• 9. a) Density:The relation between the mass of a material and its volume.
  • 10. b) Electrical, thermal and acoustic conductivity:The ability of materials to transmit or block electrical current, heat or sound. Insulators do not allow these to pass and conductors do allow them to pass.Thermal conductivity is associated with expansion and contraction (ability of materials to expand or contract their volume along with the temperature). Fusibility is when some materials change from solid to liquid when their temperature is increased.
  • 11. c) Optical properties.Material’s ability to permit light are classified into:transparent, translucent, and opaque.d) Porosity.Some materials can absorb or release liquids or gases. Woodand ceramic materials are porous (they contain tiny holes calledpores).
  • 12. 2.2. Mechanical properties:Related to the behavior of material when external forces areapplied: a) Hardness b) Toughness / Brittleness c) Maleability d) Ductility e) Elasticity f) Plasticity g) Mechanical resistence
  • 13. a) Hardness:Resistence of a materialfrom being scratchedMohs’ scale:10 diamond - 1 talc (lesshard).
  • 14. b) Toughness/brittleness:The resistance to breaking that a material shows when hit bysomething. Brittleness is when a material breaks easily. tough brittle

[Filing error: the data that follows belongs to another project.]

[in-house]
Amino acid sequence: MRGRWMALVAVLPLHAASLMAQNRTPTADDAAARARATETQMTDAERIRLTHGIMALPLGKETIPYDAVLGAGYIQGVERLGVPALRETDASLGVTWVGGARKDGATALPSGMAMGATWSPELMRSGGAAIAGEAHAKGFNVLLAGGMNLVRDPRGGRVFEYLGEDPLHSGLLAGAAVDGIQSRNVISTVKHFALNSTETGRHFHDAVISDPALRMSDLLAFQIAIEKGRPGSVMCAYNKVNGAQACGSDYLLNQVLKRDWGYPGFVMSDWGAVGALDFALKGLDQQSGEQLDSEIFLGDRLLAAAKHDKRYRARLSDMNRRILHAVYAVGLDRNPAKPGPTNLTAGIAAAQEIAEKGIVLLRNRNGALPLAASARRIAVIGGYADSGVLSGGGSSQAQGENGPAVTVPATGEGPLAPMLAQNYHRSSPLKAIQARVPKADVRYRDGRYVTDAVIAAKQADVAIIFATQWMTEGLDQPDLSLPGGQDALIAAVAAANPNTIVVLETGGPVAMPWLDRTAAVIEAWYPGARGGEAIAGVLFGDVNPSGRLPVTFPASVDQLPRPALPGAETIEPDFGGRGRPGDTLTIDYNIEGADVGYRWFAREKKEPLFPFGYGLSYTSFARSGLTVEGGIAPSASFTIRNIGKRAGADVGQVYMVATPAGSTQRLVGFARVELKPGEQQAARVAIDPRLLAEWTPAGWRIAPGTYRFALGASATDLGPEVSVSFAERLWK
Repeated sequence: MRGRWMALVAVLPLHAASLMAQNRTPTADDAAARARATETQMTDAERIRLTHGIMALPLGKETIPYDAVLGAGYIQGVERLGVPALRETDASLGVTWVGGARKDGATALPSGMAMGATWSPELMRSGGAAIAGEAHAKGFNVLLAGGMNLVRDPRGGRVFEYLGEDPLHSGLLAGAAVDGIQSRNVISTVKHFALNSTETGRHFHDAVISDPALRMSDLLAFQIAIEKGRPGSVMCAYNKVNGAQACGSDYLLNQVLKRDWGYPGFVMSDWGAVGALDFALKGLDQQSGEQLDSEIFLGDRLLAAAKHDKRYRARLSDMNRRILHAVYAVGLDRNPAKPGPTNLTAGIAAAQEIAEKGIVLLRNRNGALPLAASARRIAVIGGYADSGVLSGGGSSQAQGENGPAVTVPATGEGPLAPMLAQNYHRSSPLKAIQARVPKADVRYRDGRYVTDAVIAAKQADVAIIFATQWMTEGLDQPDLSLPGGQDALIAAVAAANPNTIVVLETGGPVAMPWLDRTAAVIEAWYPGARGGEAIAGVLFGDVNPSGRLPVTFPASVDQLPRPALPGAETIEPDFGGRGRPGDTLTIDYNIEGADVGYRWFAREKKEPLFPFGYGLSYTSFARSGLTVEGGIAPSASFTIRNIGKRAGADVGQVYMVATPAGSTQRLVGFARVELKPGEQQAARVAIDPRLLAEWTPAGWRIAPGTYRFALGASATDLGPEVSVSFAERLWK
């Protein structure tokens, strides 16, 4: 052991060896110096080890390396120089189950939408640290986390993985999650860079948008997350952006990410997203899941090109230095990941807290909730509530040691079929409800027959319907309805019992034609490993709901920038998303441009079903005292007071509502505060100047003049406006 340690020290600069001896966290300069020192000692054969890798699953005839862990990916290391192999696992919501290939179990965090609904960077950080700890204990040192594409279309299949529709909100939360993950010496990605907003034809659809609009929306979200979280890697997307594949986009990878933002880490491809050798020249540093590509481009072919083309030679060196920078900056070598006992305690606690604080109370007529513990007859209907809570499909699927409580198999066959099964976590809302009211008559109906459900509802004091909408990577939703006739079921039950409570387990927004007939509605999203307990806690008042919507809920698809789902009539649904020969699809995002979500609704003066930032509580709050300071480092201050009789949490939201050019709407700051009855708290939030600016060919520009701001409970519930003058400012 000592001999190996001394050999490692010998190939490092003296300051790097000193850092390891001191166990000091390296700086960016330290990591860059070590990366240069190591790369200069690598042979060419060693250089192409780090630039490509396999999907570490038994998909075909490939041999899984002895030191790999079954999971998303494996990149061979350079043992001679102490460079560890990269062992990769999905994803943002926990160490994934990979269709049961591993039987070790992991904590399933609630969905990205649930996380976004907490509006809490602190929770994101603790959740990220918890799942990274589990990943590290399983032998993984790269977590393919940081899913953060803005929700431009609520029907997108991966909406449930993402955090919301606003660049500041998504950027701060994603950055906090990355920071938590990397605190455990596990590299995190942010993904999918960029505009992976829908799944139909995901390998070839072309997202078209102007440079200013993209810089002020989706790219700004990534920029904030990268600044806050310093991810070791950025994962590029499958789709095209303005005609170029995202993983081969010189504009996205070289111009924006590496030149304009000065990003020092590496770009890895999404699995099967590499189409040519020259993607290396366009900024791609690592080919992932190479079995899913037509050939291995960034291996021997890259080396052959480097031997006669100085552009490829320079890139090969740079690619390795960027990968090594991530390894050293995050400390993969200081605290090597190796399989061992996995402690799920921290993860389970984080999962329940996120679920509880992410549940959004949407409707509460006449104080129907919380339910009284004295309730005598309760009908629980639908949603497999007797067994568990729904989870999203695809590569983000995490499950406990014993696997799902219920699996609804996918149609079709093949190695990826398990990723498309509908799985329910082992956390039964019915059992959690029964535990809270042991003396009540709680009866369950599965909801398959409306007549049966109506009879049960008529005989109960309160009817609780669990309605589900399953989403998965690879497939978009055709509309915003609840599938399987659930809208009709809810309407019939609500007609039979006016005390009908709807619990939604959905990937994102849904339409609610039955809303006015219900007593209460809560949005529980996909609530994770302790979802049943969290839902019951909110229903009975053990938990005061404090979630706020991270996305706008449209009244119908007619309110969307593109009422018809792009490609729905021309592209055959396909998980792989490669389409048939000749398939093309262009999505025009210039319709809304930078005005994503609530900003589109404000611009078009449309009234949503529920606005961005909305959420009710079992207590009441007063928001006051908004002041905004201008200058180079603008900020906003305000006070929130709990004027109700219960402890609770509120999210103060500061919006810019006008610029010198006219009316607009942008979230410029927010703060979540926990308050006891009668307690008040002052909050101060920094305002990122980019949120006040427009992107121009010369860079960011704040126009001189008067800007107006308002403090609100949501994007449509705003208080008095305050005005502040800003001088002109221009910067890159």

• 15. c) Malleability:Allows a material to be spread into sheets.d) Ductility:Allows a material to be formed into filaments or wires. Slate Copper - tin
  • 16. e) Elasticity:The property of material to return to their original form when the deforming force stops.f) Plasticity:The property of a material to deform permanently when a deforming force stops.
  • 17. g) Mechanical resistance:The property of materials to withstand forces without breaking. The forces can be from tension, compression, bending, severing/shearing or torsion. Bending Tension - traction Compression Torsion
  • 18. 2.3. Chemical properties:Oxidation and corrosion:This happens when a mineral reacts with oxygen in the air orwater. The reddish-brown substance produced is called rust.
  • 19. 2.4. Ecological properties:Those properties related to the harmfulness of materials to theenvironment.a) Recyclability: The ability to reuse materials.b) Biodegrability: The ability of materials to naturally decompose over time into simpler substances.c) Toxicity: The harmful nature of materials to the environment or human beings.
  • 20. More than 4,000 years to decompose More than 10020 days to decompose years to decompose
  • 21. 3. Selection of materialsTo choose a material, you must take into account certain factors: a) Price. b) Its properties: Resistance, hardness, flexibility, conductivity, etc… c) Production possibilities: the machines and tools that you can use and the ease of the work… d) Its ease of obtaining: the abundance of the material, its proximity to where it is needed… e) Its impact on the natural environment: if it pollutes, if it is biodegradable, etc…
  • 22. Examples.a) Elasticity?b) Thermal conductivity?
  • 23. So...Why are we going to use these Which materials are you going to materials for your robot? use to design the costume of your INSECT-robot?
  • 24. Documentación original (Propiedades y materiales.pdf en tecnodesvanprimeroeso) preparada por:•Jesús ÁlvarezAdaptada y traducida por:•Kostyn Tyksinski•Rosa Fernández